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Azerbaijan Finding New Energy Customers in the Middle East

Azerbaijan Finding New Energy Customers in the Middle East

Could turmoil in the Middle East provide a market opportunity for Azerbaijan’s state-run energy company SOCAR? A pending energy deal with Jordan could open the way for the company’s aggressive expansion into Arab markets.

After a February pipeline explosion cut its gas imports from Egypt for more than a month, Jordan, which imports almost all of its energy resources, decided to diversify its suppliers, the government-run Petra news agency reported earlier this month. Loss of the Egyptian gas cost Jordan about $28 million a week after it changed suppliers, according to the country’s Energy Ministry.

Enter Azerbaijan. An April 14 protocol on economic cooperation between Azerbaijan and Jordan includes a framework for discussions about the export of an unspecified amount of Azerbaijani crude oil and natural gas to Jordan.

In connection with the potential deal, Azerbaijan will open an office on energy issues in Amman, the Jordanian capital. Azerbaijani companies will participate in geological surveys for oil and gas in Jordan, as well as promote their own energy products. And with an eye to the future, the two sides also pledged to explore ways to develop alternative energy resources.

That uptick in energy market activity suggests that political uncertainty in the Middle East may prove not just a source of worry, but a blessing in disguise for Azerbaijan, commented energy expert Ilham Shaban. Prior to the regional instability of 2011, relations between the two states, while friendly, never were robust in economic or energy terms. Exports of agricultural products and construction materials from Jordan accounted for most of the countries’ meager $2.5 million trade turnover in 2010.

Jordan’s interest in Azerbaijani energy is not new. A 2009 memorandum expressed the kingdom’s intention to import 1 billion cubic meters of gas per year from Azerbaijan. But the timing of this latest expression of interest could prove key. As countries like Jordan now search for more stable energy suppliers, the “instability in the Middle East creates good conditions” for Azerbaijani energy products, Shaban noted.

Provided the energy deal moves forward, tankers would deliver shipments of Azerbaijani crude to Jordan via Turkey’s port of Ceyhan on the Mediterranean coast, according to the protocol. Azerbaijani oil has almost reached its production peak of 50 million tons per year, and Baku’s desire to cash in with customers is running strong.

Alternatively, in a less secure scenario, refined oil could also be sent from Alexandria, Egypt, where SOCAR’s Socar Trading subsidiary refined up to 300,000 tons of Libyan oil in 2010, Shaban said. The conflict in Libya has now made the future of those supplies uncertain, however.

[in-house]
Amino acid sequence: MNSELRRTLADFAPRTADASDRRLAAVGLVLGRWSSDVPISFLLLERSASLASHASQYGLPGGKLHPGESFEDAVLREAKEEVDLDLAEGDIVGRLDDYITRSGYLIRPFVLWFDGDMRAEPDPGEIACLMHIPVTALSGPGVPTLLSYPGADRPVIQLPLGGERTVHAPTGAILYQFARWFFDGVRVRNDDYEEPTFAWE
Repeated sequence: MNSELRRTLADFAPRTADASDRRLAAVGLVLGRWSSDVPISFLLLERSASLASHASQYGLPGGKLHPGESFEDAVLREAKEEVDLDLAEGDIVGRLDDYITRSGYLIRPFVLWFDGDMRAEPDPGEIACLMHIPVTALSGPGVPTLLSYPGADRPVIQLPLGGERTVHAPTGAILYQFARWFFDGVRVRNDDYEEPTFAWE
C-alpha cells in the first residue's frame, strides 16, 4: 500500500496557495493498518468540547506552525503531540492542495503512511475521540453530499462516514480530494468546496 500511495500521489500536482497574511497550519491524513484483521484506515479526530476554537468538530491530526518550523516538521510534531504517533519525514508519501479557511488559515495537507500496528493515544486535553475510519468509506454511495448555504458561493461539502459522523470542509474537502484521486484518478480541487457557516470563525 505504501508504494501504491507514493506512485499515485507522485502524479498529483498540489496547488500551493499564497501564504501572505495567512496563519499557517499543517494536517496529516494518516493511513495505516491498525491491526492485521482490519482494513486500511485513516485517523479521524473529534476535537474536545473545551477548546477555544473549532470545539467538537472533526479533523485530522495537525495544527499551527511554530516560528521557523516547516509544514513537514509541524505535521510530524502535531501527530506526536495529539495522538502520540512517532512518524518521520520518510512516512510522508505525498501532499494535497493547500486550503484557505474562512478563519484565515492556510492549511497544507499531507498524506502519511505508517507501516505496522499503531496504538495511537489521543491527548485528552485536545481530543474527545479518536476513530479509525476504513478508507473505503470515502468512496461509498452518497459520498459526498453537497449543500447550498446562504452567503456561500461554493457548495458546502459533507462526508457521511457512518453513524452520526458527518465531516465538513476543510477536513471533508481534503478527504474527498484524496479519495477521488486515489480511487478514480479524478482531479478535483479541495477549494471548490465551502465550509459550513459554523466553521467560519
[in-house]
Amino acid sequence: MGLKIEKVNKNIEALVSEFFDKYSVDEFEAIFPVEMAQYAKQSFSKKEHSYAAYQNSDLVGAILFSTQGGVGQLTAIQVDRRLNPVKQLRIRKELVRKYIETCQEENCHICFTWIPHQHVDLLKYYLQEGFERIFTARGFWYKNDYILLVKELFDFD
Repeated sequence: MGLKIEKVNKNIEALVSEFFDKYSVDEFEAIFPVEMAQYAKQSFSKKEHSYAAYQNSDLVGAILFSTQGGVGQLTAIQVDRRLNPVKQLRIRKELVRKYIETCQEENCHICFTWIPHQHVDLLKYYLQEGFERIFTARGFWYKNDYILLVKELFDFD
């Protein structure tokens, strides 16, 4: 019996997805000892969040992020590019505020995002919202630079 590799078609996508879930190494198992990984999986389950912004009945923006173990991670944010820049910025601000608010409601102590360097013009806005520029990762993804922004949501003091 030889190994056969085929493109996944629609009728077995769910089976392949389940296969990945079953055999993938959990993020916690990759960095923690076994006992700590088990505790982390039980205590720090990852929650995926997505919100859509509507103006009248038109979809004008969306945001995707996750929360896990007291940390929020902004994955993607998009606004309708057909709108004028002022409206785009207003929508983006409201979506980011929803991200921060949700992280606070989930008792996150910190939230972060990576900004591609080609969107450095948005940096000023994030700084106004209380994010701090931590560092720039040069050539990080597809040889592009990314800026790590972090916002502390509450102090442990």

SOCAR’s delivery capacity could soon expand. Socar Trading plans to open a 300,000-tons-per-year oil terminal in the United Arab Emirates in 2013. “This terminal will open up additional opportunities for trading Azerbaijani oil in the Middle East,” Shaban said.

Jordan’s gas needs also create a potential opportunity for Baku. Annual production at Azerbaijan’s largest gas source, the Shah Deniz field, has not yet reached its projected 8.6 billion cubic meter (bcm) peak, and production by SOCAR (State Oil Company of the Azerbaijani Republic ) is also growing.

Getting gas to Jordan, however, could prove tricky – no pipeline infrastructure exists as yet, but Turkey’s state-owned pipeline company, BOTAS, plans next year to complete a route that will link Turkey to the Syrian city of Aleppo. That could pave the way for Azerbaijan to sell small volumes of its excess gas not only to Jordan, but also to Syria and Greece by 2012, Shaban said. “I think Azerbaijan could turn into a serious player in the Middle Eastern energy market in a few years,” he added.

Currently, Baku’s largest energy customer in the Middle East is Israel, which imports up to 3 million tons of Azerbaijani oil per year. No oil or gas is exported to Arab states at present.

Despite the potential for expanded exports in the Middle East, SOCAR representatives don’t show public signs of excitement. A SOCAR foreign investment manager, who asked not to be named, stated that the company has not noticed any particular increase of interest in Azerbaijani energy products as a result of instability in the Middle East. “SOCAR has never had a deficit of interest [from potential clients] in oil and gas from Azerbaijan,” the manager asserted.

Some observers are skeptical about Azerbaijan’s Middle East energy prospects. Political analyst Elkhan Shahinoglu, director of the Baku-based Atlas research center, cautioned that the political uncertainties make the region a risky investment bet. “It would be smart to wait for political stabilization in the region,” Shahinoglu commented. “Turkey and Russia risk losing multi-billion-dollar investments in Libya. The further fate of the regimes in Syria and Jordan is also not clear yet.”

Jordan has been hit by protests demanding economic and political liberalization, but the scale of the disturbances there has not approached the magnitude of demonstrations in Tunisia, Egypt, Libya or Syria. King Abdullah II has responded by appointing former army Gen. Marouf Bakhit as the country’s new prime minister, while the government has rounded up hundreds of members of a conservative Islamic sect after violent clashes with police and government supporters earlier this month.

By. Shahin Abbasov

Originally published by EurasiaNet.org

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